Blog December 18, 2013 by

St Giles

Retirement after fifty eight years of success

In 1955, Paul Lindsay was struck by the demand for learning English in London and had a vision of providing high quality English courses to students around the world.  He received a £100 loan from his grandfather, rented a small room in Soho, London, and there launched a new school of English called St Giles.

Since then, St Giles International has grown into an international organisation with seven year-round adult centres and many junior summer centres in the UK, USA and Canada.  In 1970, Paul Lindsay set up the St Giles Educational Trust to provide intensive training courses for teachers of English language. In 1998, he retired as Managing Director of St Giles International to be succeeded by his son Mark Lindsay.

After 58 years of dedication to English language teaching, Paul Lindsay has decided to retire from his position as Director of the Educational Trust.  We would therefore like to extend our sincere thanks for his commitment to the organisation’s prosperity over these many years and wish him all the best in his future endeavours.  His Deputy Director, Diane Mullen, will take over the management of the Trust from the 6th January 2014, and we wish her every success in her new and exciting role!

In a recent interview, his son, Mark Lindsay, talked about the hurdles that his father had to overcome and the factors that led to the company’s success:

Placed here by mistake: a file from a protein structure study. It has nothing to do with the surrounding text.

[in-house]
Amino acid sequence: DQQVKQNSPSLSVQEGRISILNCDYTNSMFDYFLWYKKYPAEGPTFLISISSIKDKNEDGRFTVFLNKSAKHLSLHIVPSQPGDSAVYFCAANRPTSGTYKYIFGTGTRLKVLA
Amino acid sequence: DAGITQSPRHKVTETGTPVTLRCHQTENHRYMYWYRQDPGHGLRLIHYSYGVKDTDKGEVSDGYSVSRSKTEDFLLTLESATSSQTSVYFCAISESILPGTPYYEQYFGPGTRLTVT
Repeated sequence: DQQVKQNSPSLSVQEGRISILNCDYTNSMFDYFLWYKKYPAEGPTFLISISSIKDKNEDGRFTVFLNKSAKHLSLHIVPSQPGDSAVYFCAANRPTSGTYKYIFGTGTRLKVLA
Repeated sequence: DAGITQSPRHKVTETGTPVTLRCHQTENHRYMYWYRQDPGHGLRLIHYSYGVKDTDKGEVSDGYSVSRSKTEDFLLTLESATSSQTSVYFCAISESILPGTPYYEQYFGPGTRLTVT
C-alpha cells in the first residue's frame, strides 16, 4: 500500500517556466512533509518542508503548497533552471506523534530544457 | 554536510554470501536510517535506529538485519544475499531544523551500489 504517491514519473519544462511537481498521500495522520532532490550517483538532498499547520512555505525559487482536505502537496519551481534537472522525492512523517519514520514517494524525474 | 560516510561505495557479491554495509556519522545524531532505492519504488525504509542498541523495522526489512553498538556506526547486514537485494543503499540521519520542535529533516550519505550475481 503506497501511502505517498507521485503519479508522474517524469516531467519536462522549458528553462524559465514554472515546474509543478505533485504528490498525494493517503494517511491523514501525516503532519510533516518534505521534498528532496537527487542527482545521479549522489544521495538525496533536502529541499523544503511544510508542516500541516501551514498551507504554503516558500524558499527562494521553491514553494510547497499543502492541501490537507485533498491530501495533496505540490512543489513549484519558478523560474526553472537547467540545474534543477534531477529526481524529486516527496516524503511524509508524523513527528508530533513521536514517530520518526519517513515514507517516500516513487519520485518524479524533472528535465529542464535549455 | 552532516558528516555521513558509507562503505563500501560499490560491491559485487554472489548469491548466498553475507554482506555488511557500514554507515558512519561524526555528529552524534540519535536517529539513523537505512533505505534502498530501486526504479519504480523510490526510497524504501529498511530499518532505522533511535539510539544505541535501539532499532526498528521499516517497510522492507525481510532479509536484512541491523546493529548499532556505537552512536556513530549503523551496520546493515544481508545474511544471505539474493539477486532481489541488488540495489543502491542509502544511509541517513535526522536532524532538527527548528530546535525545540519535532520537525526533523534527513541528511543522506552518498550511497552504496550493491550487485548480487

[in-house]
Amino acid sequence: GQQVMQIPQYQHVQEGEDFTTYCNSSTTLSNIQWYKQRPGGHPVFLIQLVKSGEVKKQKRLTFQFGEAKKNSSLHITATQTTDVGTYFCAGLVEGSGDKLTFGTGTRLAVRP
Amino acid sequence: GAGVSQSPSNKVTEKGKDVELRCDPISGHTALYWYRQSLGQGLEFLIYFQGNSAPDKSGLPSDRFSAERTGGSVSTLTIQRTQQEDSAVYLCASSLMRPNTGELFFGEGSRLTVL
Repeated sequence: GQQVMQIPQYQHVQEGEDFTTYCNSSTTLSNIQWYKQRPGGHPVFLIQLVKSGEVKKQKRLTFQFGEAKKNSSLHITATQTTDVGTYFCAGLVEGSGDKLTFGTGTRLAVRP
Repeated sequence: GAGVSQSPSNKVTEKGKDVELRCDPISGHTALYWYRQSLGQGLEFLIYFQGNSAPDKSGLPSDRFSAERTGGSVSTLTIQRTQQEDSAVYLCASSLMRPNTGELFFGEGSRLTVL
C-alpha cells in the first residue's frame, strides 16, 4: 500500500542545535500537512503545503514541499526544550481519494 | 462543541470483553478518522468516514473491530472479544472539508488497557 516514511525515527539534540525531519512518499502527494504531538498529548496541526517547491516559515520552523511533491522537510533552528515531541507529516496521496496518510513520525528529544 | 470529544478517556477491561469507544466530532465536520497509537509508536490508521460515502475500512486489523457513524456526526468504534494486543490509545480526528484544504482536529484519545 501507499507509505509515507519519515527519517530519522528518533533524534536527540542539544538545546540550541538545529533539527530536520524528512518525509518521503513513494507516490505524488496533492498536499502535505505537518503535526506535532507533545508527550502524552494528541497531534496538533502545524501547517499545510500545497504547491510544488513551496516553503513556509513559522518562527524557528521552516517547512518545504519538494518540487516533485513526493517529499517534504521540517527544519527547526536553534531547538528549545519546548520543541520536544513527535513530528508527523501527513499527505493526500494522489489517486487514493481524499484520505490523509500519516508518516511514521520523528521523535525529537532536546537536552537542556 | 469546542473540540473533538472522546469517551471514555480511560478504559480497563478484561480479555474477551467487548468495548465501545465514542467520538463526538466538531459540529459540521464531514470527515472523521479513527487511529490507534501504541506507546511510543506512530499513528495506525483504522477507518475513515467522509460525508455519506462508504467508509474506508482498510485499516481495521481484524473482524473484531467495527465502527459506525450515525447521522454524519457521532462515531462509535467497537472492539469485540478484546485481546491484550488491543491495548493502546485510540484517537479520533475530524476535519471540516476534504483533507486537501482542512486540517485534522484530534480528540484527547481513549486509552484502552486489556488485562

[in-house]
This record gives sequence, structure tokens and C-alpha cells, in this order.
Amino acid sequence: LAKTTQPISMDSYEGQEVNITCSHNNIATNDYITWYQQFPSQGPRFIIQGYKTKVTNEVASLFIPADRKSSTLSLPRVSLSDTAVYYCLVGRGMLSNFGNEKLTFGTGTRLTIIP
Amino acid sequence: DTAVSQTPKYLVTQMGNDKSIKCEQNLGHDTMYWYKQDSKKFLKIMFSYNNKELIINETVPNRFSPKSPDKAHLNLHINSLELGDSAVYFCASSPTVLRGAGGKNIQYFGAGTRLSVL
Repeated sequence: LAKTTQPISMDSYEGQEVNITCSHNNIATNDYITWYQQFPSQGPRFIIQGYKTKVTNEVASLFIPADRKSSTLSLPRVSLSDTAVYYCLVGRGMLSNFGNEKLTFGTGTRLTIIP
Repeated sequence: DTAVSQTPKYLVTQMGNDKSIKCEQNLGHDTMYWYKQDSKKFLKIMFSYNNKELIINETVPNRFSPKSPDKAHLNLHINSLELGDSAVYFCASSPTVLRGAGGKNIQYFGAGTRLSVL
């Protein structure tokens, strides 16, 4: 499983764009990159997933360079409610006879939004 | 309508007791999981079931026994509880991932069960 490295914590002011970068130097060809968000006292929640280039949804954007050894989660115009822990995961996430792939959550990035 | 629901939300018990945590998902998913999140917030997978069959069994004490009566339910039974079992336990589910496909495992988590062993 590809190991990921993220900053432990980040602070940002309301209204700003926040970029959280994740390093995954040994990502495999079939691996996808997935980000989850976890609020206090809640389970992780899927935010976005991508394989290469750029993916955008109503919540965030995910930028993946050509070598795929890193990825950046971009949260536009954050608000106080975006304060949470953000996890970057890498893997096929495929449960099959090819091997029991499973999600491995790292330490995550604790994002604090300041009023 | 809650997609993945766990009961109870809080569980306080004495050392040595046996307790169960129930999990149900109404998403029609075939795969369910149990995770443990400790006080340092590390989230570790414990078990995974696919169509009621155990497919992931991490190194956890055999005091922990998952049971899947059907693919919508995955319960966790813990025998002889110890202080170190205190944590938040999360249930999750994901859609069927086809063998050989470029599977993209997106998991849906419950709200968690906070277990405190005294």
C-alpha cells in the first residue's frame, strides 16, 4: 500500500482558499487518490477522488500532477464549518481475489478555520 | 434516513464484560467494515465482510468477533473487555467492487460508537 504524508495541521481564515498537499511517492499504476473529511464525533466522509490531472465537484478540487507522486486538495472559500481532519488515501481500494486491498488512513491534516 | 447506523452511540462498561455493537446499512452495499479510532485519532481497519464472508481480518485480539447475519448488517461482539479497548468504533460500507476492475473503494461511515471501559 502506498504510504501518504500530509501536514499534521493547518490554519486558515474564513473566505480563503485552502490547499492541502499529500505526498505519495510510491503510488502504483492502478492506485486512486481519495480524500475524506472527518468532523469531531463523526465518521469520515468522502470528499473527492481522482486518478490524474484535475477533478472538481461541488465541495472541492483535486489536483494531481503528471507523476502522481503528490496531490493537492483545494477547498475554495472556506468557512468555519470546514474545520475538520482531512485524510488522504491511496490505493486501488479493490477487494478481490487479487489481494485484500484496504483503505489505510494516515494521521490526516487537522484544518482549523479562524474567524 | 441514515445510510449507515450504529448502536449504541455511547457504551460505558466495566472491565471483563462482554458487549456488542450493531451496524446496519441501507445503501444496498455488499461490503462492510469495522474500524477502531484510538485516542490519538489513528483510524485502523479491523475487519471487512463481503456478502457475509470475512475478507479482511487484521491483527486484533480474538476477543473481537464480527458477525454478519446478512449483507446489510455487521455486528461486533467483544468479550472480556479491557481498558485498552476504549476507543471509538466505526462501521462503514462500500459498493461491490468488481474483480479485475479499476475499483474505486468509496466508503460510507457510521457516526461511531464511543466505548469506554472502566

Why did your father decide to start up a language school?

My father started off his career as a secondary school teacher but found it frustrating teaching children who did not want to be there. He spent a brief period of time working for Pitmans in the early 50s and thought that he might be able to run his own school better.

What were the key hurdles that he had to overcome?

The key hurdles were finding suitable premises, finding students and financing. My parents could only afford the most basic premises and started by renting three rooms in the top floor of a run-down office building in Soho, London. They lived on £8.00 per week (roughly £9,000 per annum in today’s value). I think he felt he had nothing to lose!

What factors have helped your school develop and thrive?

My father has always believed in combining high quality courses with moderate fees. Running good courses, offering good facilities and providing competitive salaries all costs money, which cannot be financed if the organisation is not established on a sound financial basis. We have also always favoured a policy of heavy reinvestment and constantly striving for higher standards. Furthermore, my father always tried to embrace change. For example, in the 60s, St Giles was one of the first schools to have a fully fitted language lab. I have always tried to honour this policy, for example this year all St Giles year-round centres achieved a target of 70% of classrooms with Interactive White Board facilities. My father has always been passionate about teaching and teacher training and continues to lecture on the subject even in his 80s. Most of our centres have teacher training departments and we feel this benefits the whole organisation because of the level of expertise amongst our staff.

If you would like to learn English in the UK, USA or Canada, you can find out more about our English language schools on the St Giles website.  You can also find out about the key activities of the St Giles Educational Trust here.